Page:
1. “Meraki” At first listen you hear a roaring guitar accompanied with a harmonica similar to a train whistle. When the drums and vocals kick in, you feel like you’re traveling on a train – with the hum of the engine represented in the bass and the “chug-chug-chug” of each snare hit. Even the background vocals resemble a “choo-choo” with their high-pitched “Oooooh” behind the singer’s lyrics. Its catchy riffs and hand claps capture you under its spell.
2. “Honey Hill” The mesmerizing dual-guitar tones possess a haunting, psychedelic sound. The singer sings about the life he used to live on Honey Hill where he “was born…dreamed…waged wars” and such. The image I have when picturing what Honey Hill must have been like is the rickety old house that Jenny grew up in “Forrest Gump.” The tune sings of old days and moments that the singer says “won’t bring back” his girl. It’s definitely a song for listening to when you’re feeling nostalgic about better days and “what ifs” in your life.
3. “Xylophobia” The word means to have an irrational fear of wood, forest, or trees. The song begins with a dismal acoustic guitar and the rumble of an electric guitar playing chords on the beat. When the drums kick in, the song picks up into a landscape of intricate notes. The intensity of the “wah-wah” sound at 3:27 pulls you in and pushes you back out as if it’s trying to get you into the woods, then pushes you out again.
4. “Early Verve” The definite single-worthy song starts off with atmospheric guitars spiraling in and out of each other. The singer extends his range in this song, and the melody he sings is intricately written. “I’m taking my time / Feel it all sinkin’ in / Look at all the faces / And the shape that I’m in.” The song possesses a sense of “Bittersweet Symphony” laced in its songwriting backbone (which is ironic, since the band who performed “Bittersweet Symphony” was The Verve). He sings “Oh love,” repeatedly as the musical background swirls into melodic bliss.
5. “Waves” An arpeggiated electric guitar starts the tune, followed by a rumbling first chord and a tambourine hit. Personally, the song doesn’t get exciting until the 2:28 mark, when it hits the gas pedal and pushes forward. The guitars wail, the drums kick up the notch, and it goes into a full jam session. This is the part of the live show where everyone starts jumping and dancing, until the song goes back to its 6/8 waltz at 3:07.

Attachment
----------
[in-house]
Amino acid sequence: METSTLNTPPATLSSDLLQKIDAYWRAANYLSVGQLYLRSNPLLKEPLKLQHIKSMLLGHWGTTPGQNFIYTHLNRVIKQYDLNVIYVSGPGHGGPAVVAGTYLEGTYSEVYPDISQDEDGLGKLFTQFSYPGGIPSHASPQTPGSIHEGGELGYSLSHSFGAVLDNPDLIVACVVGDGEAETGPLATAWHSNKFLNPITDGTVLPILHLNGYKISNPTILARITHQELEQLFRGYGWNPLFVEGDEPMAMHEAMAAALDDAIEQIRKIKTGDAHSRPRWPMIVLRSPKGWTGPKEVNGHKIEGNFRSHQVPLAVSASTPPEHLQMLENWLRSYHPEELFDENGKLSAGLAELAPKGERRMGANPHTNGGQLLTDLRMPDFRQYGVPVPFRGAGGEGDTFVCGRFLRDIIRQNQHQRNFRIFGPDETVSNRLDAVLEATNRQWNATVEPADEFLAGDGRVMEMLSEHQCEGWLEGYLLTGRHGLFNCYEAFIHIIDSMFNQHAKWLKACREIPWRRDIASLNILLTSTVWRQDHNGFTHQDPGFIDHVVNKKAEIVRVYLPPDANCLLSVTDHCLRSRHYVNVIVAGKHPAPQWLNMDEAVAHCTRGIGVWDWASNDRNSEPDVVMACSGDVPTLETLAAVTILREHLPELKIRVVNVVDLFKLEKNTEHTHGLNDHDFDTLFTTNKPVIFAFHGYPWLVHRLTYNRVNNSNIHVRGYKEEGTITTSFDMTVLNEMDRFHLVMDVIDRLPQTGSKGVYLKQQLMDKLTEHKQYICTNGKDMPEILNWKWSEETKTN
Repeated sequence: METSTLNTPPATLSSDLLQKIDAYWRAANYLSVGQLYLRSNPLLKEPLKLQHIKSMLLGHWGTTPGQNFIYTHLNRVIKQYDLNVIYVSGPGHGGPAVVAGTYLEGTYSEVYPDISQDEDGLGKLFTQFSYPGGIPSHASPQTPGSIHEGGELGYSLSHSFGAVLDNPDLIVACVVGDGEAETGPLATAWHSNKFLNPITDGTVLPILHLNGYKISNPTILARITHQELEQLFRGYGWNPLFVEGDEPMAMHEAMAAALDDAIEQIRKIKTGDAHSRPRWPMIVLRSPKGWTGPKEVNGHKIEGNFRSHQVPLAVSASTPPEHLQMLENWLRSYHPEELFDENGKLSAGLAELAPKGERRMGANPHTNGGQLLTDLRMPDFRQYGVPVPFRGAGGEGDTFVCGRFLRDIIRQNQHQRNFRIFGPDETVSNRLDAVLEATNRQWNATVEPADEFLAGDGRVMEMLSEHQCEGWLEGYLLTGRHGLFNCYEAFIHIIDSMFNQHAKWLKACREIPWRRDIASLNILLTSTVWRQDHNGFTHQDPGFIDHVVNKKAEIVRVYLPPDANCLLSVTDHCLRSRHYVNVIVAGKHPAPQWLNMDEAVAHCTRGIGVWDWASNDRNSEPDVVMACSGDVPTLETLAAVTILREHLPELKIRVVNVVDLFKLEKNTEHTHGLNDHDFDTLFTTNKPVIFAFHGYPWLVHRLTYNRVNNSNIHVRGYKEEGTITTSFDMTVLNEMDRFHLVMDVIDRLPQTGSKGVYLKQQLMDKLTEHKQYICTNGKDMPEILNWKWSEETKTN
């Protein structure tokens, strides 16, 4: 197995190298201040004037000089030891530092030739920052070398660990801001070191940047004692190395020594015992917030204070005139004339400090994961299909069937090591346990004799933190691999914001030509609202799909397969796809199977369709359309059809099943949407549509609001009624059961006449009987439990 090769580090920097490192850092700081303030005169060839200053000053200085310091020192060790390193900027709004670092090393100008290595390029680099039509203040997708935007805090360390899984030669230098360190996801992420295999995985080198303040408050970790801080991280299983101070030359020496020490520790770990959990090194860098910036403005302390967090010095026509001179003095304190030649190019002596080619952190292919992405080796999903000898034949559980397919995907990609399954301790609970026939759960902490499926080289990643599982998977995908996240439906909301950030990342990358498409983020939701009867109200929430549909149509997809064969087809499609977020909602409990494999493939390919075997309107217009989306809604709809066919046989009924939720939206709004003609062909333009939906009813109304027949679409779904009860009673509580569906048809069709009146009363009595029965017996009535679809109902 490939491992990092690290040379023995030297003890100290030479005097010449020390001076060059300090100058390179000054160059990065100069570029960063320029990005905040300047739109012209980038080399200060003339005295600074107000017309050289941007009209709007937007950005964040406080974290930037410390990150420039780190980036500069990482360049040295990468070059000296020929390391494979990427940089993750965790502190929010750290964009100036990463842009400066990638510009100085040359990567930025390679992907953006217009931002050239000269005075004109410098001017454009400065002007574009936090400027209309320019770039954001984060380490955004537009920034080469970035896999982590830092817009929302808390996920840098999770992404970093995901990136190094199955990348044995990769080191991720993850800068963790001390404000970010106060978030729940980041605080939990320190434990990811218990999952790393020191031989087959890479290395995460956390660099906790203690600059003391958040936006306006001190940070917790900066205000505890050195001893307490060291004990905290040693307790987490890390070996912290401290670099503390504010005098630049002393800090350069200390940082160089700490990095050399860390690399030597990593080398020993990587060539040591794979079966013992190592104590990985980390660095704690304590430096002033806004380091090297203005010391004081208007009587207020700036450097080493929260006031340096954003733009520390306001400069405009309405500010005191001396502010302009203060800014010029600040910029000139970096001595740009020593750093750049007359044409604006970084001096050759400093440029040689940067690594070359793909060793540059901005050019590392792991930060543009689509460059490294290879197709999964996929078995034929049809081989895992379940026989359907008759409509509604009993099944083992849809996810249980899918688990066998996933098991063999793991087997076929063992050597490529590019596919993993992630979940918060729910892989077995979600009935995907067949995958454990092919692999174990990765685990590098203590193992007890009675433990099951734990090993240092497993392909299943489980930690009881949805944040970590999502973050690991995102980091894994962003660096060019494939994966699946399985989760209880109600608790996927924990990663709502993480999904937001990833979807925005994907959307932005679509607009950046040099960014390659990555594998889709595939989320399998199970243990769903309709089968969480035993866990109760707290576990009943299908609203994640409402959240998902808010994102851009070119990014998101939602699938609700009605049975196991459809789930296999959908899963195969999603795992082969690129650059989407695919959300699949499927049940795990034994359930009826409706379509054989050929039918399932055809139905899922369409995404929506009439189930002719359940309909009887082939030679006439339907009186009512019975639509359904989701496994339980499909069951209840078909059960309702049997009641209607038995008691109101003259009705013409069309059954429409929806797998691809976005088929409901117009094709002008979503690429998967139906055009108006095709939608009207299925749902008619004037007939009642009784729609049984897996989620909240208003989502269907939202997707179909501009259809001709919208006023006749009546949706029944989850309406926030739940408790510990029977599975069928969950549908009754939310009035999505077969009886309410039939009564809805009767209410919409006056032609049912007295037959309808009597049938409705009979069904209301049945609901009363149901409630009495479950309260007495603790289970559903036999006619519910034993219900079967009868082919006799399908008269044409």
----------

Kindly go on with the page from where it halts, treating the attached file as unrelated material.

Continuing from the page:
6. “We Are the World” Possibly one of the most funky songs on the album, the song picks it up from the previous track. The sixteenth-note accents on the hi-hat and the tambourine hits on each half note give the song the driving funk beat the album hadn’t possessed until now. The song reminds me of a mixture of Wild Nothing’s atmospheric tones and a 1970’s disco hit, tossed into a southern rock sound.
7. “For You” The first chord erupts into the strum of an acoustic and the roar of the electric guitar. The crisp percussion kicks in and sets the song into place. The singer confesses “For you, you know I try / For you, I’d surely die / For you, it brings me joy / For you are the reason why” twice before the song sets into a slow, melodic jam. You almost forget it’s a love song because the instruments are too peppy for a serious, romantic tone.
8. “Fistful of Dollars” The guitar strums and the singer recites “Baby, can’t you see, we were all born free? Nothing that you’ve got can hold me down.” Before the second verse kicks in, the singer chants “Love rain, love rain, love rain down on me” and the drums pick up the tune as the singer repeats the first verse. The emphasis on the 2 and 4 of each measure gives the song its worldly, polka vibe that you would hear in Gogol Bordello or DeVotchka. The song really roars starting at 3:16 and carrying that roaring sensation all the way until the four-minute mark when the tune cranks the notch up to 11 with its power-driven wailing guitars.
9. “(Lover) Don’t Go” The drums start the song on a catchy drive. When the singer begins, he sounds off-key and like he’s channeling his inner Eddie Vedder with his slurring mumble and flat pitch. The musical composition carries the song through, but otherwise there’s no excitement factor, until the 4:18 mark when the singer changes the melody and the guitars wail into its effects.
10. “Starfish” A minor-melodic acoustic guitar starts the melancholic song, while organ is so distant in the background, you barely notice it’s there. In fact, I didn’t notice an organ on the album until now. The chorus is the most interesting in regards to vocals as members sing with the lead singer, then add an “aaah” chorus behind his lyrics. If you were in a spaghetti western movie, this song would be playing in the abandoned bar just as a brawl was going on outside and a tumbleweed passed by. The title “Starfish” is interesting – like I mentioned before, I imagine the song in a dry, deserted setting where a gunfight would happen in the 1850s.